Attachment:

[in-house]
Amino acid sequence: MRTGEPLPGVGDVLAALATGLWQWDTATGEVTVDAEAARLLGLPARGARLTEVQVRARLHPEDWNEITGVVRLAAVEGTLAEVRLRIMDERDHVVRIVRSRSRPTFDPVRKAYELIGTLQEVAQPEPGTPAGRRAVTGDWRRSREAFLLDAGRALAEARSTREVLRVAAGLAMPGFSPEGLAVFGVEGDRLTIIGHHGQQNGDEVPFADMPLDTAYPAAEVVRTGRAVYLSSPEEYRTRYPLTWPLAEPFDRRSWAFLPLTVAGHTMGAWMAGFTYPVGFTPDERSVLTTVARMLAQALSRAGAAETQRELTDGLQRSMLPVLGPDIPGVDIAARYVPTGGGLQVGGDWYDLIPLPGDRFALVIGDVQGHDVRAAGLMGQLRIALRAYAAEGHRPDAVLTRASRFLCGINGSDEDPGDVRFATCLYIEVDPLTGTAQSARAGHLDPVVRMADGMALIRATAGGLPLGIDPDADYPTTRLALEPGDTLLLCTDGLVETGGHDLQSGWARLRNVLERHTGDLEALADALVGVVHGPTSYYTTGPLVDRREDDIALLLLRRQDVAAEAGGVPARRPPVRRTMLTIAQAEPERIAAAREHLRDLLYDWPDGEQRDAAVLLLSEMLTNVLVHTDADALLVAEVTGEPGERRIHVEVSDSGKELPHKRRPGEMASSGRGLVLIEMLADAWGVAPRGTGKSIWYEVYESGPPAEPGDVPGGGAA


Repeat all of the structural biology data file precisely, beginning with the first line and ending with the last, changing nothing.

[in-house]
Amino acid sequence: MRTGEPLPGVGDVLAALATGLWQWDTATGEVTVDAEAARLLGLPARGARLTEVQVRARLHPEDWNEITGVVRLAAVEGTLAEVRLRIMDERDHVVRIVRSRSRPTFDPVRKAYELIGTLQEVAQPEPGTPAGRRAVTGDWRRSREAFLLDAGRALAEARSTREVLRVAAGLAMPGFSPEGLAVFGVEGDRLTIIGHHGQQNGDEVPFADMPLDTAYPAAEVVRTGRAVYLSSPEEYRTRYPLTWPLAEPFDRRSWAFLPLTVAGHTMGAWMAGFTYPVGFTPDERSVLTTVARMLAQALSRAGAAETQRELTDGLQRSMLPVLGPDIPGVDIAARYVPTGGGLQVGGDWYDLIPLPGDRFALVIGDVQGHDVRAAGLMGQLRIALRAYAAEGHRPDAVLTRASRFLCGINGSDEDPGDVRFATCLYIEVDPLTGTAQSARAGHLDPVVRMADGMALIRATAGGLPLGIDPDADYPTTRLALEPGDTLLLCTDGLVETGGHDLQSGWARLRNVLERHTGDLEALADALVGVVHGPTSYYTTGPLVDRREDDIALLLLRRQDVAAEAGGVPARRPPVRRTMLTIAQAEPERIAAAREHLRDLLYDWPDGEQRDAAVLLLSEMLTNVLVHTDADALLVAEVTGEPGERRIHVEVSDSGKELPHKRRPGEMASSGRGLVLIEMLADAWGVAPRGTGKSIWYEVYESGPPAEPGDVPGGGAA